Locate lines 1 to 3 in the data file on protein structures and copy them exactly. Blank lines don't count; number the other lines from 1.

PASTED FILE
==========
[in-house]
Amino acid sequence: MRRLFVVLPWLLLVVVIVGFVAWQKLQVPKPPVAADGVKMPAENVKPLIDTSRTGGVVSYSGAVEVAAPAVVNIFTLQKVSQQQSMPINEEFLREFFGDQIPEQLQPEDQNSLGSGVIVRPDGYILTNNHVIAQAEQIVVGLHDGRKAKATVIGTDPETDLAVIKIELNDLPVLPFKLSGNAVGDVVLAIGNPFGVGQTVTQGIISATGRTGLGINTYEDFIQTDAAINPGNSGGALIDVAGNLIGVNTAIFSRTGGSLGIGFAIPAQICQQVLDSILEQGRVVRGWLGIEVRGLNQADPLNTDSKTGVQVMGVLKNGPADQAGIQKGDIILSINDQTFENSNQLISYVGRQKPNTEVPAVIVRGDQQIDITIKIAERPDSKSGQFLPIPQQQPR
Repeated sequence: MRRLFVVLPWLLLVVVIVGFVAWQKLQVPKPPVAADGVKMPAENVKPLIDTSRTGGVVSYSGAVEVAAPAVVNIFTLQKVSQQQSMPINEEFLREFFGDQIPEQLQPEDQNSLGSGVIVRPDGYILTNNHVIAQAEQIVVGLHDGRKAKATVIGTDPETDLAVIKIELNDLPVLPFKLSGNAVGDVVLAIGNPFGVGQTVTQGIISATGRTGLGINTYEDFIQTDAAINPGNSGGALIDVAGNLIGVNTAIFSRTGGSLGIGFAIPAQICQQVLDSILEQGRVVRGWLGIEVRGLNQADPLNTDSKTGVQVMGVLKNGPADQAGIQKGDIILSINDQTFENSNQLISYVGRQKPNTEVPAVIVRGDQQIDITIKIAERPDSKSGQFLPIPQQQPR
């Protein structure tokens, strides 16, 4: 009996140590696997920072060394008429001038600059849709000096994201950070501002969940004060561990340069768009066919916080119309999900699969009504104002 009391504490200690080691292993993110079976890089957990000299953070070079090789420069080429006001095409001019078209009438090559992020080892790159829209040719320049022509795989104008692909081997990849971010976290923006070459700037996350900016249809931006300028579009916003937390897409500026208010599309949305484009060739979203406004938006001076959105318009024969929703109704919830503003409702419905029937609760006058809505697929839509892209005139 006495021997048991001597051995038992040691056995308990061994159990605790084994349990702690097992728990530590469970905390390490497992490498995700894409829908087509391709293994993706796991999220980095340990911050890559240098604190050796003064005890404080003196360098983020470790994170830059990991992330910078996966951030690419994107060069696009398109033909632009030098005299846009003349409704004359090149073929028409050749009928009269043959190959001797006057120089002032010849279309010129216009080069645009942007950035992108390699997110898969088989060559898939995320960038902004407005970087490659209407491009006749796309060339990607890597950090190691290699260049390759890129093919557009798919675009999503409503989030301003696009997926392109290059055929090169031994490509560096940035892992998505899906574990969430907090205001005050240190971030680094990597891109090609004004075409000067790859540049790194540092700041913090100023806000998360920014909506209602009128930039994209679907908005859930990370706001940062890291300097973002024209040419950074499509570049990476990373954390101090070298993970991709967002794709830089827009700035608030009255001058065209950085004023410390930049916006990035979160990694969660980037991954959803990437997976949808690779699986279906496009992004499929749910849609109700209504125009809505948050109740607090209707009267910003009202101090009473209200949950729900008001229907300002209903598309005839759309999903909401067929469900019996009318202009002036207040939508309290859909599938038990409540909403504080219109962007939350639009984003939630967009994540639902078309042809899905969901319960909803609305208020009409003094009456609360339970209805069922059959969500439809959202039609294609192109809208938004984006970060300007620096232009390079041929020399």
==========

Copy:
[in-house]
Amino acid sequence: MRRLFVVLPWLLLVVVIVGFVAWQKLQVPKPPVAADGVKMPAENVKPLIDTSRTGGVVSYSGAVEVAAPAVVNIFTLQKVSQQQSMPINEEFLREFFGDQIPEQLQPEDQNSLGSGVIVRPDGYILTNNHVIAQAEQIVVGLHDGRKAKATVIGTDPETDLAVIKIELNDLPVLPFKLSGNAVGDVVLAIGNPFGVGQTVTQGIISATGRTGLGINTYEDFIQTDAAINPGNSGGALIDVAGNLIGVNTAIFSRTGGSLGIGFAIPAQICQQVLDSILEQGRVVRGWLGIEVRGLNQADPLNTDSKTGVQVMGVLKNGPADQAGIQKGDIILSINDQTFENSNQLISYVGRQKPNTEVPAVIVRGDQQIDITIKIAERPDSKSGQFLPIPQQQPR
Repeated sequence: MRRLFVVLPWLLLVVVIVGFVAWQKLQVPKPPVAADGVKMPAENVKPLIDTSRTGGVVSYSGAVEVAAPAVVNIFTLQKVSQQQSMPINEEFLREFFGDQIPEQLQPEDQNSLGSGVIVRPDGYILTNNHVIAQAEQIVVGLHDGRKAKATVIGTDPETDLAVIKIELNDLPVLPFKLSGNAVGDVVLAIGNPFGVGQTVTQGIISATGRTGLGINTYEDFIQTDAAINPGNSGGALIDVAGNLIGVNTAIFSRTGGSLGIGFAIPAQICQQVLDSILEQGRVVRGWLGIEVRGLNQADPLNTDSKTGVQVMGVLKNGPADQAGIQKGDIILSINDQTFENSNQLISYVGRQKPNTEVPAVIVRGDQQIDITIKIAERPDSKSGQFLPIPQQQPR